Archery and anxiety – Paralympic Champion open about mental health
It’s been just over a year since Phoebe Paterson Pine won gold at the Tokyo 2020 Paralympic Games.
The joy of such an achievement evaporated shortly after. The 24-year-old archer from Great Britain, currently world ranked number one in the compound women’s para category, revealed she suffered from depression and anxiety.
It should have been a long-lasting moment of glory.
“I do not remember knowing what I exactly needed to do to win. I just remember being very nervous on my final arrow and thinking, ‘just shoot this shot the very best you can and see what happens’,” recalls Phoebe, who has spina bifida (an underdeveloped spine).
She defeated Mariana Zuniga from Chile, 134-133, to take the gold in Tokyo, her first medal in world competition.
“As soon as I realised I won, I started crying. All the emotions just came out. I was very emotional about that. Aside from that, I felt so proud of what I achieved and thought like I had got to the point of my career where I was thinking, ‘yes, this is who I am and I am good enough for this’,” she says.
For someone who struggled with mental health, it was a huge boost in motivation.
“Since then, I felt like I have become a lot more confident in myself. I have a lot more belief that I can achieve anything that I put in my mind. I think I also have more push to succeed and I am more hungry to win than I was before,” says Phoebe.
A year of brilliant results followed, but Phoebe still suffers with anxiety.
“I realised I need to talk to somebody about how I was feeling,” Pine said. “It is so different to anything else. You live with a brain that tells you there is something wrong with you 24-7. It is really hard to live with sometimes. And it made me depressed, as well.”
“These two went hand in hand. And it was not until 2021 that I reached out and got the help I needed. I still suffer from that, I am still on antidepressants and I am still fighting that.”
The tonic of phenomenal success – like the Paralympic win – doesn’t result in an easy fix.
“I think it made me feel better about myself, and more confident but as it is with anxiety, something good happens and your brain immediately assumes that something bad is going to follow. When I won the Games, even though I was extremely happy and excited, I still had that looming anxiety that something bad would follow,” she explains.
“I had to deal with that quite a lot and it really stopped me from enjoying the moment. I can remember I was happy for maybe 24 hours after I won. After that, I immediately felt anxious.”
According to the World Health Organisation, around 280 million people live with depression – that’s almost 4% of the global population. Many don’t talk about it.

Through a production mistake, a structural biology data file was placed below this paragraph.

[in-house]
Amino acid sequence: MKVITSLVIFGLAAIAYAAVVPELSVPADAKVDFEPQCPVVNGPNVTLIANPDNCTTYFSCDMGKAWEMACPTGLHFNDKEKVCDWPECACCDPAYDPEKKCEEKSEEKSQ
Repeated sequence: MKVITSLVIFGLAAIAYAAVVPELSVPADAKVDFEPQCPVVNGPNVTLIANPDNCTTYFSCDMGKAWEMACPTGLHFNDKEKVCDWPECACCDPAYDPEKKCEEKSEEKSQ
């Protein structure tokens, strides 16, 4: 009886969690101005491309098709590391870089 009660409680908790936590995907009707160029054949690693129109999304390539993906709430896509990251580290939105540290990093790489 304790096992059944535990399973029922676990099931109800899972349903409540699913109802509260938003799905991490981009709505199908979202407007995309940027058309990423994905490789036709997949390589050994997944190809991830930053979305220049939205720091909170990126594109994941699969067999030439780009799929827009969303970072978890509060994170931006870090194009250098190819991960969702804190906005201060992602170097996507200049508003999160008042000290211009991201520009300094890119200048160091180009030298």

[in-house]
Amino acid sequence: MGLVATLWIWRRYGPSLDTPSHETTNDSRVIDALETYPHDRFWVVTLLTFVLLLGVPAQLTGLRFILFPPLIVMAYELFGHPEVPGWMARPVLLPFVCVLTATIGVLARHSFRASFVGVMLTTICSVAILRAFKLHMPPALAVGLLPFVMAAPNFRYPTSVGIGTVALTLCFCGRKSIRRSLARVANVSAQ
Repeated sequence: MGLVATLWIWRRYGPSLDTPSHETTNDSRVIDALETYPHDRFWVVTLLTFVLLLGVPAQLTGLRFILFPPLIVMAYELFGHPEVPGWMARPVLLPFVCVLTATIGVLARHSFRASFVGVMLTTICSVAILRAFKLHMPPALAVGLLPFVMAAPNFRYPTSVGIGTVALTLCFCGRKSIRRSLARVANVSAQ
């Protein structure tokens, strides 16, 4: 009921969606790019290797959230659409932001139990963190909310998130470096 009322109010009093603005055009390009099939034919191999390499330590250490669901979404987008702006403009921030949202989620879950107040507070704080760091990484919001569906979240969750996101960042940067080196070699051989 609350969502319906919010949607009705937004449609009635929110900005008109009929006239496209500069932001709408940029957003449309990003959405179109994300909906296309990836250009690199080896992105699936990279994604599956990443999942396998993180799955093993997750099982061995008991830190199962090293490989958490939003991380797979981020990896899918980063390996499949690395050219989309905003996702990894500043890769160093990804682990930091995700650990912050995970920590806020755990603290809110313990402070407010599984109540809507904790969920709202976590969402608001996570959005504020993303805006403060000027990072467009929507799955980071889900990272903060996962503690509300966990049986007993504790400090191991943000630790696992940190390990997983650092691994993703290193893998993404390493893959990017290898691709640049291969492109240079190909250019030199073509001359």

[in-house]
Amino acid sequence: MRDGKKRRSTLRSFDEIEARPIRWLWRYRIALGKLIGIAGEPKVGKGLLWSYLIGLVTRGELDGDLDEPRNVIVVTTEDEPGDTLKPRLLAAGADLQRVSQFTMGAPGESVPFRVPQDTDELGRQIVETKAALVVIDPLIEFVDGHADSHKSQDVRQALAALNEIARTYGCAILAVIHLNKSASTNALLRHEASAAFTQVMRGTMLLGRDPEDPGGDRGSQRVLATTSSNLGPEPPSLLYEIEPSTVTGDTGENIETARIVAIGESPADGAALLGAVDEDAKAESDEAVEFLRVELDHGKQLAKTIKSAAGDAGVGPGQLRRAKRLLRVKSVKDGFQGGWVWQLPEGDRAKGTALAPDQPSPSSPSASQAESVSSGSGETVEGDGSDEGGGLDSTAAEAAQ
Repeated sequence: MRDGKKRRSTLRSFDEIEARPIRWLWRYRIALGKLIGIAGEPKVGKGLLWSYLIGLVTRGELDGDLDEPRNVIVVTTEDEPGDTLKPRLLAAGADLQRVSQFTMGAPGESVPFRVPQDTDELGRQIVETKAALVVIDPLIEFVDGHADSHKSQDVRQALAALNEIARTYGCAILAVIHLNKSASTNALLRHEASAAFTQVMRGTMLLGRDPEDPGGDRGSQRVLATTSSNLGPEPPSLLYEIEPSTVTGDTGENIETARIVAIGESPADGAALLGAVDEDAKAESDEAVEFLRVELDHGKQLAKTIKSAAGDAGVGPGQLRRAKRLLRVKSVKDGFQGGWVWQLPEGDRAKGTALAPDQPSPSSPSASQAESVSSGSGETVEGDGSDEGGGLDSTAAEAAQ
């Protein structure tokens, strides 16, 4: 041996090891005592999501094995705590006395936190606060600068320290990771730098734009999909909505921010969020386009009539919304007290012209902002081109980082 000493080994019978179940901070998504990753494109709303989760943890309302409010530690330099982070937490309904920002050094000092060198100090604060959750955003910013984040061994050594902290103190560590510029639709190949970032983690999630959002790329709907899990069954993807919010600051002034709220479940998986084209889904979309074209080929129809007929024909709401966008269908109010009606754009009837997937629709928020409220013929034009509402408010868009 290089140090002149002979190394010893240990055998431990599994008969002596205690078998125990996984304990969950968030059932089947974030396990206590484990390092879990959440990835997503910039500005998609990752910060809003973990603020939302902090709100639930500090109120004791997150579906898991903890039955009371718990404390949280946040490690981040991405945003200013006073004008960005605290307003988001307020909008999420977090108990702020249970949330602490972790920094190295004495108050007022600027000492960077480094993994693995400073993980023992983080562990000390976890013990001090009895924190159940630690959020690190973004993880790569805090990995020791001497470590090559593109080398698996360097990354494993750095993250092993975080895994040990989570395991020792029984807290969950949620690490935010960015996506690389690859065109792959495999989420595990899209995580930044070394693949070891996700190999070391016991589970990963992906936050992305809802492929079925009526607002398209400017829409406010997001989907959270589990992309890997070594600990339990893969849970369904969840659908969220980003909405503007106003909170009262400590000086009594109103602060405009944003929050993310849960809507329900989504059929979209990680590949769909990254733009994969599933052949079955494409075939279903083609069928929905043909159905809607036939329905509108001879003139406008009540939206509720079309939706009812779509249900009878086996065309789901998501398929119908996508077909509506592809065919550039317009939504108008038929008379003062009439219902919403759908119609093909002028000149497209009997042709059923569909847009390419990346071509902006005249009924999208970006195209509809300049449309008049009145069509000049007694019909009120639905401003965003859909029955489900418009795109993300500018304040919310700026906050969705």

“I have days when it is really hard just to get out of bed,” says Phoebe. “The one thing that keeps me going is the fight to win and to get better in a sport that I do. When I wake up in the morning and feel I cannot get out of my bed, I remind myself of what I achieved even when I felt down.”
“That spurs me on to get up and go on with the day. To be the very best I can be, towards the next goal of going to Paris.”
Pine has taken medals at five consecutive events since 2020, when she reached out for help with her anxiety. As well as the win at the Paralympics in Tokyo, she also finished third at the para worlds and won the para Europeans in 2022.
“I have worked on myself since the Games. I worked so much in terms of mentality and the psychological side of the sport. That has really helped me to calm the downs, to almost switch off the chatting, annoying parts of my brain when I compete,” she explains, continuing honestly about the link between her physical condition and her mental health.
“I have come to terms with my disability but I have not necessarily come to terms with the fact that I have a body which can easily let me down. And that does trigger health anxiety quite a lot because of never knowing what is going to happen next.”
Pine’s commitment to the sport of archery has put her firmly in control of her own progress.
“Going way back to prior to starting archery, I felt so low about who I was. I never really knew what I was going to do with my life,” says Phoebe.
“Finding archery was that escape which I needed. I almost felt that I fit in better than anywhere else in society. Because of finding the sport, I was able to realise I was able to go out and achieve anything that I put my mind to. That gave me real confidence and something to want to go out and get.”
Pine’s ability to reflect on her own mental condition, and the need for positive goals, is inspiring. It’s certainly not limited to para sport, either.
“I am truly blessed to have the life I have and live essentially the dream at the moment. Being able to visit so many different countries, experience so many different cultures and see the way people live in different places, being able to compete, as well. It has been exceptional,” she says.
“Being or becoming a disabled person is not the end of life. It still goes on. Even if it feels bleak and you do not what to do with yourself, there are still ways of living prosperous and full life. And sport allows people to do that.”
Born with an impairment and boundless potential, Phoebe is one of many para athletes who found a purpose in sport.
“Archery is so inclusive that really anybody on the planet can take part,” she says.
“And there is always a way of adapting to make sure that people with impairments can join in.”